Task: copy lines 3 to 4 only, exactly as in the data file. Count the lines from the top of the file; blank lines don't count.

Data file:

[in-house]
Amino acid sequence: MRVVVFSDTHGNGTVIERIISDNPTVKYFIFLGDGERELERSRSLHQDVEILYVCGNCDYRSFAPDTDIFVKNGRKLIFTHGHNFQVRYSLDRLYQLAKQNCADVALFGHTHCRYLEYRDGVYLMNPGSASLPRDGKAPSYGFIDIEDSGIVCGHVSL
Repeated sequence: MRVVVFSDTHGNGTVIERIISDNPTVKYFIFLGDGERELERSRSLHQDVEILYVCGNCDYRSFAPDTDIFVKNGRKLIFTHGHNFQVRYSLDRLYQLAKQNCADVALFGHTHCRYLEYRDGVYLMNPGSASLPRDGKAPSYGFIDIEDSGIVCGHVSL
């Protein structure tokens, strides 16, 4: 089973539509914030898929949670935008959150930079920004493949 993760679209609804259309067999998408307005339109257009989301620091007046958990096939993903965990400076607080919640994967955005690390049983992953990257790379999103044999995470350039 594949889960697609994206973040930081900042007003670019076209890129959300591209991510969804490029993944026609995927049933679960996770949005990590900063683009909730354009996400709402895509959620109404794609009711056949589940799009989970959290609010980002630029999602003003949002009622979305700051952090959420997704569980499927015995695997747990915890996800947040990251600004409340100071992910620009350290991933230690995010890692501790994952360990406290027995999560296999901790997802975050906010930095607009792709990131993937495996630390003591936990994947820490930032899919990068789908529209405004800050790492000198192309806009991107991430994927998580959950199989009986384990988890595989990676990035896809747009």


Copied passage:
Repeated sequence: MRVVVFSDTHGNGTVIERIISDNPTVKYFIFLGDGERELERSRSLHQDVEILYVCGNCDYRSFAPDTDIFVKNGRKLIFTHGHNFQVRYSLDRLYQLAKQNCADVALFGHTHCRYLEYRDGVYLMNPGSASLPRDGKAPSYGFIDIEDSGIVCGHVSL
């Protein structure tokens, strides 16, 4: 089973539509914030898929949670935008959150930079920004493949 993760679209609804259309067999998408307005339109257009989301620091007046958990096939993903965990400076607080919640994967955005690390049983992953990257790379999103044999995470350039 594949889960697609994206973040930081900042007003670019076209890129959300591209991510969804490029993944026609995927049933679960996770949005990590900063683009909730354009996400709402895509959620109404794609009711056949589940799009989970959290609010980002630029999602003003949002009622979305700051952090959420997704569980499927015995695997747990915890996800947040990251600004409340100071992910620009350290991933230690995010890692501790994952360990406290027995999560296999901790997802975050906010930095607009792709990131993937495996630390003591936990994947820490930032899919990068789908529209405004800050790492000198192309806009991107991430994927998580959950199989009986384990988890595989990676990035896809747009």